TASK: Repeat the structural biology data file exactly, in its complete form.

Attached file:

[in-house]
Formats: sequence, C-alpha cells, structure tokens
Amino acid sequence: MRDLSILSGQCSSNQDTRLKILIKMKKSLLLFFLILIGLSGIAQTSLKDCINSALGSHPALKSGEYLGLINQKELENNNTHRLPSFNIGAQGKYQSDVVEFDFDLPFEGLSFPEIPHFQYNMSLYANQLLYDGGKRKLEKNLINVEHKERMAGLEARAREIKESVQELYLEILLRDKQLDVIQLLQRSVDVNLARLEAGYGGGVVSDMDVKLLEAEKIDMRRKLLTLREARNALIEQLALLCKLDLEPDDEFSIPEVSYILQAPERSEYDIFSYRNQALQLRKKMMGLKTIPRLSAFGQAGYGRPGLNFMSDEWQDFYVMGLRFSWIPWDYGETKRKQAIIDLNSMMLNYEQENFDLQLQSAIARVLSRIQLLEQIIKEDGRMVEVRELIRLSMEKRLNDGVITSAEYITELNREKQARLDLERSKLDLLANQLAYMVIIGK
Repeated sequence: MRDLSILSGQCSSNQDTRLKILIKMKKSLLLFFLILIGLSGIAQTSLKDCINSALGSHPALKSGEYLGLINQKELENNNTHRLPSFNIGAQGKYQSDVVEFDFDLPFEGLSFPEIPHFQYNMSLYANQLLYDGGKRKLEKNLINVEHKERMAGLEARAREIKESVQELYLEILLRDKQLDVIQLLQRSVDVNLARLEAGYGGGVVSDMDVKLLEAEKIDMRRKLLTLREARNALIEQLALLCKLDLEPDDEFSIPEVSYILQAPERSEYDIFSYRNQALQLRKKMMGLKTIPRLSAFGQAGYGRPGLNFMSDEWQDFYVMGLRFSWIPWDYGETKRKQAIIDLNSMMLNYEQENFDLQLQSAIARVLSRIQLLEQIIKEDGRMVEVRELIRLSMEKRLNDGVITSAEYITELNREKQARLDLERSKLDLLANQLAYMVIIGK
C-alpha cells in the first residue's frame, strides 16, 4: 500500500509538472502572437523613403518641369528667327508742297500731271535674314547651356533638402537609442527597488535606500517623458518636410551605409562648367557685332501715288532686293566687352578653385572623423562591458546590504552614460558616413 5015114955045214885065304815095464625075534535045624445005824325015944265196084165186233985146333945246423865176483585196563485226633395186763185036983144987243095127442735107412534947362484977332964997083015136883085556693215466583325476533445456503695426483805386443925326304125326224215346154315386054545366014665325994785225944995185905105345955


[in-house]
Formats: sequence, C-alpha cells, structure tokens
Amino acid sequence: MRDLSILSGQCSSNQDTRLKILIKMKKSLLLFFLILIGLSGIAQTSLKDCINSALGSHPALKSGEYLGLINQKELENNNTHRLPSFNIGAQGKYQSDVVEFDFDLPFEGLSFPEIPHFQYNMSLYANQLLYDGGKRKLEKNLINVEHKERMAGLEARAREIKESVQELYLEILLRDKQLDVIQLLQRSVDVNLARLEAGYGGGVVSDMDVKLLEAEKIDMRRKLLTLREARNALIEQLALLCKLDLEPDDEFSIPEVSYILQAPERSEYDIFSYRNQALQLRKKMMGLKTIPRLSAFGQAGYGRPGLNFMSDEWQDFYVMGLRFSWIPWDYGETKRKQAIIDLNSMMLNYEQENFDLQLQSAIARVLSRIQLLEQIIKEDGRMVEVRELIRLSMEKRLNDGVITSAEYITELNREKQARLDLERSKLDLLANQLAYMVIIGK
Repeated sequence: MRDLSILSGQCSSNQDTRLKILIKMKKSLLLFFLILIGLSGIAQTSLKDCINSALGSHPALKSGEYLGLINQKELENNNTHRLPSFNIGAQGKYQSDVVEFDFDLPFEGLSFPEIPHFQYNMSLYANQLLYDGGKRKLEKNLINVEHKERMAGLEARAREIKESVQELYLEILLRDKQLDVIQLLQRSVDVNLARLEAGYGGGVVSDMDVKLLEAEKIDMRRKLLTLREARNALIEQLALLCKLDLEPDDEFSIPEVSYILQAPERSEYDIFSYRNQALQLRKKMMGLKTIPRLSAFGQAGYGRPGLNFMSDEWQDFYVMGLRFSWIPWDYGETKRKQAIIDLNSMMLNYEQENFDLQLQSAIARVLSRIQLLEQIIKEDGRMVEVRELIRLSMEKRLNDGVITSAEYITELNREKQARLDLERSKLDLLANQLAYMVIIGK
C-alpha cells in the first residue's frame, strides 16, 4: 500500500509538472502572437523613403518641369528667327508742297500731271535674314547651356533638402537609442527597488535606500517623458518636410551605409562648367557685332501715288532686293566687352578653385572623423562591458546590504552614460558616413 5015114955045214885065304815095464625075534535045624445005824325015944265196084165186233985146333945246423865176483585196563485226633395186763185036983144987243095127442735107412534947362484977332964997083015136883085556693215466583325476533445456503695426483805386443925326304125326224215346154315386054545366014665325994785225944995185905105345955